The Lone Star Observatory

It may be Oklahoma, but this amateur-built observatory is all Texas.

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Inside the clubhouse, the lights, instead of the customary white, are a dim red, which helps preserve essential night vision. Even the refrigerator is equipped with a red light, to eerie effect—when you open the door, the light renders the Coke cans virtually invisible.

At about 2:30 a.m., we turn in for a two-hour nap, then get up to observe Jupiter and Saturn, which by then have risen in the east. Unfortunately, the early morning has also brought in a thick haze, and the sky is virtually impenetrable. Jupiter and Saturn are both disappointing—revealing about as much detail as you would get with an average backyard telescope under ideal conditions. “This is part of the risk,” Walker says. “The weather can completely turn on you.”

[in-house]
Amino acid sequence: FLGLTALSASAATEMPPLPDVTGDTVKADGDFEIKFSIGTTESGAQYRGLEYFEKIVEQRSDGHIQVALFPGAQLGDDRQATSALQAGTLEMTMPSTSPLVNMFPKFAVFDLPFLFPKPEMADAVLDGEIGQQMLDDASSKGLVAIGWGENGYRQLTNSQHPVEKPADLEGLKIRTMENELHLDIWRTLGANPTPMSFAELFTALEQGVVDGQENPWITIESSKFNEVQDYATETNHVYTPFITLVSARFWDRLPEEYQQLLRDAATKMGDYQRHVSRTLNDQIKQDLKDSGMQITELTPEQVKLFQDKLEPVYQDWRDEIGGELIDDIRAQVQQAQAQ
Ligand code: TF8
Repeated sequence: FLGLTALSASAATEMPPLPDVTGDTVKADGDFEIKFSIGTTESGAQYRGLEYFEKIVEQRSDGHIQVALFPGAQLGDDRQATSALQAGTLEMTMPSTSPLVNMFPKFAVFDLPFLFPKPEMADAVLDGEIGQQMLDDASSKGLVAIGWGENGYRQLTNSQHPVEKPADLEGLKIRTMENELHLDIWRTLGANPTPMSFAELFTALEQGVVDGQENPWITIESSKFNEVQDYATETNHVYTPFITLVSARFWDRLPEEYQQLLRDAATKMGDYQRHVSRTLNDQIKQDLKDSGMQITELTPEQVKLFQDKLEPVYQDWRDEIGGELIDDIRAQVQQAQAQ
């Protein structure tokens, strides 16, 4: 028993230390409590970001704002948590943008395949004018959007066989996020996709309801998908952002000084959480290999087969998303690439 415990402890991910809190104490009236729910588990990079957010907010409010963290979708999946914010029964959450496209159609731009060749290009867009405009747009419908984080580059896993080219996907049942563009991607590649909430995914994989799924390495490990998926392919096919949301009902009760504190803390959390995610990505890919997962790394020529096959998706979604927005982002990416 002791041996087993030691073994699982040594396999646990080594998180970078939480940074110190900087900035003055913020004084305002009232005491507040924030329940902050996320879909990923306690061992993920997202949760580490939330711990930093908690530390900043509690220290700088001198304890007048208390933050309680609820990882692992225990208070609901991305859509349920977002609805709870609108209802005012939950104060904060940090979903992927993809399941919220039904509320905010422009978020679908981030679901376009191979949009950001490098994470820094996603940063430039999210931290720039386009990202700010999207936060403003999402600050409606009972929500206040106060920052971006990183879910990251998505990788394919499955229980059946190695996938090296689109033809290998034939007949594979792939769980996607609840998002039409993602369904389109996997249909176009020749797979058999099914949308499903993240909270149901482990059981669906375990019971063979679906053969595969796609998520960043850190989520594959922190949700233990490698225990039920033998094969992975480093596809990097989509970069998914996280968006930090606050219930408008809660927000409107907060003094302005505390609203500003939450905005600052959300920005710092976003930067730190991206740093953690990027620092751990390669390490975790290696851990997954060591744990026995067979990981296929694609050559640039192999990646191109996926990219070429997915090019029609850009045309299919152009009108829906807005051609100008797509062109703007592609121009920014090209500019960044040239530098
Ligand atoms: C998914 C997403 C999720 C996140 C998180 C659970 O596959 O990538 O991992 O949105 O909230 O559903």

But all is not lost. As we gather outside, a bright meteor streaks across the sky, breaking into chunks that leave long, dramatic trails.

Later, as we all leave for breakfast, the members invite the visitors to return. You can’t see the universe in only one night.


Aiming for the Stars

The telescope’s base is angled, so the shaft from the right ascension gear can be kept parallel to Earth’s axis. That alignment helps the telescope to track various objects as they “move” across the sky.

Calibrated into millions of steps, the computerized gears can move the telescope in tiny (arc second) intervals. The computer plots each coordinate and then actuates the motorized worm gears (inset) to move the telescope.

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